Transplant patients with less severe chronic liver disease had decreased survival rates after receiving organs from post-cardiac death donors, according to a study.
But researchers observed a survival benefit in patients with more severe liver disease, based on the Model for End-stage Liver Disease (MELD), who received organs from post-cardiac death donors, compared with staying on the waitlist.
Investigators also examined the relative cost-effectiveness of post-cardiac death liver donations compared with donations after brain death. Higher costs and lower survival rates were associated with post-cardiac death transplantation in patients who received MELD exception points. Investigators also calculated that post-cardiac death transplantations were associated with an additional +0.26 quality-adjusted life years and an incremental cost-effectiveness ratio of $552,000 per quality-adjusted life year.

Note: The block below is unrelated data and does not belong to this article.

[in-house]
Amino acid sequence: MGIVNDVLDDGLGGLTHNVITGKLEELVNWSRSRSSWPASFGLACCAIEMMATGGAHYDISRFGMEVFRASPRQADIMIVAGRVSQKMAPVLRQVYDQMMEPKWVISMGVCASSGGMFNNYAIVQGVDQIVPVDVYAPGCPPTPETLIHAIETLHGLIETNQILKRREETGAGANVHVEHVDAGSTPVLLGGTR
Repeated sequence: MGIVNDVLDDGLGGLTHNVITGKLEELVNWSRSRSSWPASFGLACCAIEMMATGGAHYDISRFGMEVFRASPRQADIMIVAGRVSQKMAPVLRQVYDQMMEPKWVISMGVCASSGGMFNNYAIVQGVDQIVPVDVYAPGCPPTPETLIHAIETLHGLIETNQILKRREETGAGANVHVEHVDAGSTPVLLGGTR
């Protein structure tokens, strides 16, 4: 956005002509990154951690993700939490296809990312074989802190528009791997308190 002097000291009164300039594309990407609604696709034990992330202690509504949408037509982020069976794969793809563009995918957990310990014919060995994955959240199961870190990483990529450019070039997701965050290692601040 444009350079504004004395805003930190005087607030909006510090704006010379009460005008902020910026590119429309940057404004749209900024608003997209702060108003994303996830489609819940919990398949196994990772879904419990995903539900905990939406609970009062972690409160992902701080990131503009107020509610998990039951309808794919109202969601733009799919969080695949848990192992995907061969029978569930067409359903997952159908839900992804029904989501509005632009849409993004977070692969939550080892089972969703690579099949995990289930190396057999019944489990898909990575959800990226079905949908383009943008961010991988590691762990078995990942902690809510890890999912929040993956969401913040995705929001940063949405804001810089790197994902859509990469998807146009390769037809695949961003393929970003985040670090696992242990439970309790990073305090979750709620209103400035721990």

“All [incremental cost-effectiveness ratios] were beyond conventional willingness-to-pay thresholds,” the study authors wrote.
Disclosure: The researchers report no relevant financial disclosures.